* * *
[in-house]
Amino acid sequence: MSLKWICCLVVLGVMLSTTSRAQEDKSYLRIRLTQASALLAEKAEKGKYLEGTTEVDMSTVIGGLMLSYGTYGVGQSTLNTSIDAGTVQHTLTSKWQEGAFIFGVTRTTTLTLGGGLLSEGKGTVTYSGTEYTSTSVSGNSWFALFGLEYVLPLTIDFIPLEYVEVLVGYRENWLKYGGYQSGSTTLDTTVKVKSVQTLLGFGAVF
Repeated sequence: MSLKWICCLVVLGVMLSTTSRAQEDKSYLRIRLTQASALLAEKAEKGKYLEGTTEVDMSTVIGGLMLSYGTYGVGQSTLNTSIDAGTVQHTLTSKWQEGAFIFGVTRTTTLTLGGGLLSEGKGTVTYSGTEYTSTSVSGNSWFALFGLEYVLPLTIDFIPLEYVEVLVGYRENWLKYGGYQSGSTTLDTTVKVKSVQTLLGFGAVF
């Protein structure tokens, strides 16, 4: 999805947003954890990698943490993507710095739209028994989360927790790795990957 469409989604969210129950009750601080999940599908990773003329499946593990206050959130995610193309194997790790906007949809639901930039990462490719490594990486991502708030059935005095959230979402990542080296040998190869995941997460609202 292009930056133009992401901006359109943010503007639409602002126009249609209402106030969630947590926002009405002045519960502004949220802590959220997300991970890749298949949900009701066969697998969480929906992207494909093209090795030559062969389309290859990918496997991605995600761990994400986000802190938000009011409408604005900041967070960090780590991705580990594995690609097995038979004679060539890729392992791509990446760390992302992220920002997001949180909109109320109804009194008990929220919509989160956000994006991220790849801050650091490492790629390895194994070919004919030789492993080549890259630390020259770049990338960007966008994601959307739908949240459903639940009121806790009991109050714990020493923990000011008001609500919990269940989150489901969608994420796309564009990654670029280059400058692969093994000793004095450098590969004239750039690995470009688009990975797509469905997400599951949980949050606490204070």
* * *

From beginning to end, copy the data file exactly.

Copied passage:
[in-house]
Amino acid sequence: MSLKWICCLVVLGVMLSTTSRAQEDKSYLRIRLTQASALLAEKAEKGKYLEGTTEVDMSTVIGGLMLSYGTYGVGQSTLNTSIDAGTVQHTLTSKWQEGAFIFGVTRTTTLTLGGGLLSEGKGTVTYSGTEYTSTSVSGNSWFALFGLEYVLPLTIDFIPLEYVEVLVGYRENWLKYGGYQSGSTTLDTTVKVKSVQTLLGFGAVF
Repeated sequence: MSLKWICCLVVLGVMLSTTSRAQEDKSYLRIRLTQASALLAEKAEKGKYLEGTTEVDMSTVIGGLMLSYGTYGVGQSTLNTSIDAGTVQHTLTSKWQEGAFIFGVTRTTTLTLGGGLLSEGKGTVTYSGTEYTSTSVSGNSWFALFGLEYVLPLTIDFIPLEYVEVLVGYRENWLKYGGYQSGSTTLDTTVKVKSVQTLLGFGAVF
């Protein structure tokens, strides 16, 4: 999805947003954890990698943490993507710095739209028994989360927790790795990957 469409989604969210129950009750601080999940599908990773003329499946593990206050959130995610193309194997790790906007949809639901930039990462490719490594990486991502708030059935005095959230979402990542080296040998190869995941997460609202 292009930056133009992401901006359109943010503007639409602002126009249609209402106030969630947590926002009405002045519960502004949220802590959220997300991970890749298949949900009701066969697998969480929906992207494909093209090795030559062969389309290859990918496997991605995600761990994400986000802190938000009011409408604005900041967070960090780590991705580990594995690609097995038979004679060539890729392992791509990446760390992302992220920002997001949180909109109320109804009194008990929220919509989160956000994006991220790849801050650091490492790629390895194994070919004919030789492993080549890259630390020259770049990338960007966008994601959307739908949240459903639940009121806790009991109050714990020493923990000011008001609500919990269940989150489901969608994420796309564009990654670029280059400058692969093994000793004095450098590969004239750039690995470009688009990975797509469905997400599951949980949050606490204070």